"Women are used to being helpers, people who assist their husbands and not putting themselves forward," says Irele Modupe Enitan.
"That is one barrier that has to be broken," she told RFI on the sidelines of a Women's Ambassador's conference at the French National Assembly Thursday.
Enitan put herself forward in September 2017 when she was appointed the first female Nigerian ambassador to France, a role she describes as allowing her to make an impact at "the national federal level." Particularly, as a woman.
"I think that it is very good that there is at last a woman in France," to represent one of the largest countries in Africa, she comments. "It is an important mission that brings another dimension to policy issues, to political issues."
Female leadership Enitan argues, can offer greater scope. "You know, men tend to have a very macro view," while "we bring different strengths."
On condition that women work together to achieve gender balance in the workplace.
"I believe in creating a very big pool that has a lot of water for a lot of people, and so that’s what I do," says the ambassador, who promotes small and medium-sized companies, "which are very much women-driven and very much grass-roots driven to expand the economy of Nigeria."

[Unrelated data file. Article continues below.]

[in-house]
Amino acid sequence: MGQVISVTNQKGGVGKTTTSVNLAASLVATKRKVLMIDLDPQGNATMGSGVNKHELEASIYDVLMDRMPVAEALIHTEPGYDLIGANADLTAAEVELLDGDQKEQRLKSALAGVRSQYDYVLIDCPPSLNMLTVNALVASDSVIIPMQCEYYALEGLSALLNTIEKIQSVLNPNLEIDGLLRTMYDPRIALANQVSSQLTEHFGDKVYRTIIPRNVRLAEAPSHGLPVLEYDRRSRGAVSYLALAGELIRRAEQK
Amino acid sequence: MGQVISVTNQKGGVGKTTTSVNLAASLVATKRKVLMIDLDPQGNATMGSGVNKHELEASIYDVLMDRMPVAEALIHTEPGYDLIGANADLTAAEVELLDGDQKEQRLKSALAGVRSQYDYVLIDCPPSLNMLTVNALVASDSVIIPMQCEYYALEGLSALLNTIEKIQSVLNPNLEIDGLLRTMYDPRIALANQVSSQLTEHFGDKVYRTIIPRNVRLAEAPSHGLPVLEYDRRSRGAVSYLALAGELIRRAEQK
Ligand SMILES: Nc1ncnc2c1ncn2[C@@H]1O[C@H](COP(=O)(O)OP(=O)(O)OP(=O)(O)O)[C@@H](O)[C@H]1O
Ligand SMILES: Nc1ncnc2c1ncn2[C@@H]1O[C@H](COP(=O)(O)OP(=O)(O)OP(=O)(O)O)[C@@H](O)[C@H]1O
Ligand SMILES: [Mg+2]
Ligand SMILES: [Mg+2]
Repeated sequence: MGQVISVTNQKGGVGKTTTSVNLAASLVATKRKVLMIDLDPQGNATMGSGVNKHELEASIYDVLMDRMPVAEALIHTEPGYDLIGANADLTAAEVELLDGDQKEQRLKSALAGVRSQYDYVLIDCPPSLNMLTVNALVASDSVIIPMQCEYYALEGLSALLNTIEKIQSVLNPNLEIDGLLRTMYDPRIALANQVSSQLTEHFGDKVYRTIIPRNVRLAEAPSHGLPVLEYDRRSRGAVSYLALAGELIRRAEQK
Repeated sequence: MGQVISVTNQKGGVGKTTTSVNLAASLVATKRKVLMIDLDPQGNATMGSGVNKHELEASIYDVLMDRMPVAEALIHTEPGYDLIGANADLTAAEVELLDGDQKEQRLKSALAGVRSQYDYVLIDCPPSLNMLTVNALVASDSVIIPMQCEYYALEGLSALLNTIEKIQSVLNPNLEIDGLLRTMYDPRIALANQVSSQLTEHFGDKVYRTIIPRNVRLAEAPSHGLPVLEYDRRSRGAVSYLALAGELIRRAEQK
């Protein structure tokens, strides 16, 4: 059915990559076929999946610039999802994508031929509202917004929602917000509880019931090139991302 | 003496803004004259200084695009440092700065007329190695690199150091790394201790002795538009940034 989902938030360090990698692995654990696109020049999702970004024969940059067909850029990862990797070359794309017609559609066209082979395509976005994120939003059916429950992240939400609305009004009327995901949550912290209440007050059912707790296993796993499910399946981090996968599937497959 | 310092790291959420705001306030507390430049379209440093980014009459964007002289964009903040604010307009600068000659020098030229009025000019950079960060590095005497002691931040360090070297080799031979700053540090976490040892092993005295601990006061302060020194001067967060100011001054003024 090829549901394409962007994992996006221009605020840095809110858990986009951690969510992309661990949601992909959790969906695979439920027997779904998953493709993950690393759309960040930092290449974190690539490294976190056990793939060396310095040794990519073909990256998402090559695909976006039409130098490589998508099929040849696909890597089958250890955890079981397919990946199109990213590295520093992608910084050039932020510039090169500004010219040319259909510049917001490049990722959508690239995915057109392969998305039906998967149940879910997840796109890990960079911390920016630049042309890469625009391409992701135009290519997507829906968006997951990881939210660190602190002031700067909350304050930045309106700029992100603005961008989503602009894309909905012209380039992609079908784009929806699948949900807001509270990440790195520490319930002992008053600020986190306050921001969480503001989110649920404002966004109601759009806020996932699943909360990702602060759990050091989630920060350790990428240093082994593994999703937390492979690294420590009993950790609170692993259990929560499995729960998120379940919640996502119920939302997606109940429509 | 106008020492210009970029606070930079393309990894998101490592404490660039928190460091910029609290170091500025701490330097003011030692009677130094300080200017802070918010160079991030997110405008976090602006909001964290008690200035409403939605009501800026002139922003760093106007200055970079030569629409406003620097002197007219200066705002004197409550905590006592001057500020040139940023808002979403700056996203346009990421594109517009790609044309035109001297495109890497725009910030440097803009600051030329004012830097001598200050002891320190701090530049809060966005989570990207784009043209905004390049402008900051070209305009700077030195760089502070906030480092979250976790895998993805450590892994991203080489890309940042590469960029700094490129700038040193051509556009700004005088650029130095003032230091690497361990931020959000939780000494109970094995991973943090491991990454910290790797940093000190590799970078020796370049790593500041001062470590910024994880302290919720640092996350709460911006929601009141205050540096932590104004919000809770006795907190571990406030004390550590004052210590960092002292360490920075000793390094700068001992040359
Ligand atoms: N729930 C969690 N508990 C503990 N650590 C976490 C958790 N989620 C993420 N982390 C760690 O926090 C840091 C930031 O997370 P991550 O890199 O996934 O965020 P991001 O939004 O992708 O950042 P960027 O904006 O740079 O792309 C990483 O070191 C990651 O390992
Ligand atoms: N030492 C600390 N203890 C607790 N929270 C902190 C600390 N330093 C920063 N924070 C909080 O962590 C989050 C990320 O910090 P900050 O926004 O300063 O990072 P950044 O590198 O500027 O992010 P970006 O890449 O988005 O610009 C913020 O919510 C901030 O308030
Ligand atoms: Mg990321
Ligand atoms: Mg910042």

When it comes to female representation in politics however, the pool may be drying up, according to a new report released Thursday by the children's rights group Plan International Nigeria.
In it, the organisation's head, Hussaini Abdu, accuses Muhammudu Buhari's government of failing to empower women, pointing to the dearth of female candidates in last month's presidential elections. Out of the 73 candidates who competed, only five of them were women.
"The disappointing trend does not only underscore the fact that political parties across the federation are not giving space to women, but also draws attention to the (...) barriers and violence women are subjected to," Abdu said in a statement Thursday.
“We’re not where we want to be," says Enitan, acknowledging that female empowerment in Nigeria is often the result of appointed positions rather than elected ones.
However, "I definitely believe that it is a lot easier now for girls," she insists, embracing feminism.
"I had never really thought of myself as somebody who was a feminist (...) but I believe that in the heart of myself I am.
I am somebody who believes that one should be able to confront tradition, and expected norms and do something differently."
She reckons that in 10 years from now, the playing field for women and girls "will be interesting."